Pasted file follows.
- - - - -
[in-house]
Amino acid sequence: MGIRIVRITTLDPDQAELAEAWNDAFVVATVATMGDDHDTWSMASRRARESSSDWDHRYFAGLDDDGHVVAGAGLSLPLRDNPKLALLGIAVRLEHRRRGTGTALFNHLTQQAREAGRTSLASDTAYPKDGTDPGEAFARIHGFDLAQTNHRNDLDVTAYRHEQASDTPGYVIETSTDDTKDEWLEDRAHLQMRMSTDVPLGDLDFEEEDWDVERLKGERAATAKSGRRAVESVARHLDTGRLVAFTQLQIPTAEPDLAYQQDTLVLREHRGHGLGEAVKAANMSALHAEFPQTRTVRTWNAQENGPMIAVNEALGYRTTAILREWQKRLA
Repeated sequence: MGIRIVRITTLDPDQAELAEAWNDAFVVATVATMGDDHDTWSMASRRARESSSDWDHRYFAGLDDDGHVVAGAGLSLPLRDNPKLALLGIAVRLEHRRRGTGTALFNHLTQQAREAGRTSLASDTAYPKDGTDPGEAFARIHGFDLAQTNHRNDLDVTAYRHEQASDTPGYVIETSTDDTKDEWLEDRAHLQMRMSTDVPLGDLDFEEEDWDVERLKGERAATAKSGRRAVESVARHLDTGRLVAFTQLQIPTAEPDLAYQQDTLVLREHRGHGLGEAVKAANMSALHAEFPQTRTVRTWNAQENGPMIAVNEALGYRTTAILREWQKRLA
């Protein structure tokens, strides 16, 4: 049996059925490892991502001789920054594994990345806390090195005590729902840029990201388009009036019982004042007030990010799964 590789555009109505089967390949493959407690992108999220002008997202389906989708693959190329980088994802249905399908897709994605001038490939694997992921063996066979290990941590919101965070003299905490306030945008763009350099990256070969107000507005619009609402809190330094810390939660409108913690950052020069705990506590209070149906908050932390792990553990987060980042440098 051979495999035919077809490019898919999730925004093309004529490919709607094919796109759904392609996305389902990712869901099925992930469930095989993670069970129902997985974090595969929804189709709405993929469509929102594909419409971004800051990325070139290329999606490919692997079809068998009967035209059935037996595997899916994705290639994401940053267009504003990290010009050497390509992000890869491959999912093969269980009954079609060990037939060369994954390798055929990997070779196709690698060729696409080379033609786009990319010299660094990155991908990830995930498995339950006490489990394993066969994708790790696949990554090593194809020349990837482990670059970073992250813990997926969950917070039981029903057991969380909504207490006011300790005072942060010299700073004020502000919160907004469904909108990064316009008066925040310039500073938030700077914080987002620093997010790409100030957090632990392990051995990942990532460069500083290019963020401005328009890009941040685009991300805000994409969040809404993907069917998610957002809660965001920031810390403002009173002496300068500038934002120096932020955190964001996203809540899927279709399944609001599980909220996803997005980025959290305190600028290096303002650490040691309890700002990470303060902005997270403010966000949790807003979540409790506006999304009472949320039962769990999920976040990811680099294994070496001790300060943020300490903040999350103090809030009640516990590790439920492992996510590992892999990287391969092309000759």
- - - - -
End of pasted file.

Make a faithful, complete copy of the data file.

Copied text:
[in-house]
Amino acid sequence: MGIRIVRITTLDPDQAELAEAWNDAFVVATVATMGDDHDTWSMASRRARESSSDWDHRYFAGLDDDGHVVAGAGLSLPLRDNPKLALLGIAVRLEHRRRGTGTALFNHLTQQAREAGRTSLASDTAYPKDGTDPGEAFARIHGFDLAQTNHRNDLDVTAYRHEQASDTPGYVIETSTDDTKDEWLEDRAHLQMRMSTDVPLGDLDFEEEDWDVERLKGERAATAKSGRRAVESVARHLDTGRLVAFTQLQIPTAEPDLAYQQDTLVLREHRGHGLGEAVKAANMSALHAEFPQTRTVRTWNAQENGPMIAVNEALGYRTTAILREWQKRLA
Repeated sequence: MGIRIVRITTLDPDQAELAEAWNDAFVVATVATMGDDHDTWSMASRRARESSSDWDHRYFAGLDDDGHVVAGAGLSLPLRDNPKLALLGIAVRLEHRRRGTGTALFNHLTQQAREAGRTSLASDTAYPKDGTDPGEAFARIHGFDLAQTNHRNDLDVTAYRHEQASDTPGYVIETSTDDTKDEWLEDRAHLQMRMSTDVPLGDLDFEEEDWDVERLKGERAATAKSGRRAVESVARHLDTGRLVAFTQLQIPTAEPDLAYQQDTLVLREHRGHGLGEAVKAANMSALHAEFPQTRTVRTWNAQENGPMIAVNEALGYRTTAILREWQKRLA
């Protein structure tokens, strides 16, 4: 049996059925490892991502001789920054594994990345806390090195005590729902840029990201388009009036019982004042007030990010799964 590789555009109505089967390949493959407690992108999220002008997202389906989708693959190329980088994802249905399908897709994605001038490939694997992921063996066979290990941590919101965070003299905490306030945008763009350099990256070969107000507005619009609402809190330094810390939660409108913690950052020069705990506590209070149906908050932390792990553990987060980042440098 051979495999035919077809490019898919999730925004093309004529490919709607094919796109759904392609996305389902990712869901099925992930469930095989993670069970129902997985974090595969929804189709709405993929469509929102594909419409971004800051990325070139290329999606490919692997079809068998009967035209059935037996595997899916994705290639994401940053267009504003990290010009050497390509992000890869491959999912093969269980009954079609060990037939060369994954390798055929990997070779196709690698060729696409080379033609786009990319010299660094990155991908990830995930498995339950006490489990394993066969994708790790696949990554090593194809020349990837482990670059970073992250813990997926969950917070039981029903057991969380909504207490006011300790005072942060010299700073004020502000919160907004469904909108990064316009008066925040310039500073938030700077914080987002620093997010790409100030957090632990392990051995990942990532460069500083290019963020401005328009890009941040685009991300805000994409969040809404993907069917998610957002809660965001920031810390403002009173002496300068500038934002120096932020955190964001996203809540899927279709399944609001599980909220996803997005980025959290305190600028290096303002650490040691309890700002990470303060902005997270403010966000949790807003979540409790506006999304009472949320039962769990999920976040990811680099294994070496001790300060943020300490903040999350103090809030009640516990590790439920492992996510590992892999990287391969092309000759």